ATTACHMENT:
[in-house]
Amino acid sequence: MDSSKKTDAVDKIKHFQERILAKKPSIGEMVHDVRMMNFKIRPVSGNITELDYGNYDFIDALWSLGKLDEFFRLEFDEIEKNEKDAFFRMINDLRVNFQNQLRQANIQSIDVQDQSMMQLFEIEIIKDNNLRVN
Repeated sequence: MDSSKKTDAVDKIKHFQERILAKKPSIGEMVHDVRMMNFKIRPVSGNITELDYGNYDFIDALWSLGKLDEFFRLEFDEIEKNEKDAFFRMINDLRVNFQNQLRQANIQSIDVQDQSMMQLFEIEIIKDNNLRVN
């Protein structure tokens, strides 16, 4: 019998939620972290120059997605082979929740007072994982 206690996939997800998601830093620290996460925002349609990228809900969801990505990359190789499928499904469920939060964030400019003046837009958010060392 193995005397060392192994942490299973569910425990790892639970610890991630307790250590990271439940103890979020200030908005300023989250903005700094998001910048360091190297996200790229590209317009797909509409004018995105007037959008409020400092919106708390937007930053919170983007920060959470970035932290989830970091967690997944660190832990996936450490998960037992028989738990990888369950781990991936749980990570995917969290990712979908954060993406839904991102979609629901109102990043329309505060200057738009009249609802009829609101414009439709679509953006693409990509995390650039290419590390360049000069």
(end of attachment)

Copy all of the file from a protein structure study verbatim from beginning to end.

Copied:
[in-house]
Amino acid sequence: MDSSKKTDAVDKIKHFQERILAKKPSIGEMVHDVRMMNFKIRPVSGNITELDYGNYDFIDALWSLGKLDEFFRLEFDEIEKNEKDAFFRMINDLRVNFQNQLRQANIQSIDVQDQSMMQLFEIEIIKDNNLRVN
Repeated sequence: MDSSKKTDAVDKIKHFQERILAKKPSIGEMVHDVRMMNFKIRPVSGNITELDYGNYDFIDALWSLGKLDEFFRLEFDEIEKNEKDAFFRMINDLRVNFQNQLRQANIQSIDVQDQSMMQLFEIEIIKDNNLRVN
């Protein structure tokens, strides 16, 4: 019998939620972290120059997605082979929740007072994982 206690996939997800998601830093620290996460925002349609990228809900969801990505990359190789499928499904469920939060964030400019003046837009958010060392 193995005397060392192994942490299973569910425990790892639970610890991630307790250590990271439940103890979020200030908005300023989250903005700094998001910048360091190297996200790229590209317009797909509409004018995105007037959008409020400092919106708390937007930053919170983007920060959470970035932290989830970091967690997944660190832990996936450490998960037992028989738990990888369950781990991936749980990570995917969290990712979908954060993406839904991102979609629901109102990043329309505060200057738009009249609802009829609101414009439709679509953006693409990509995390650039290419590390360049000069």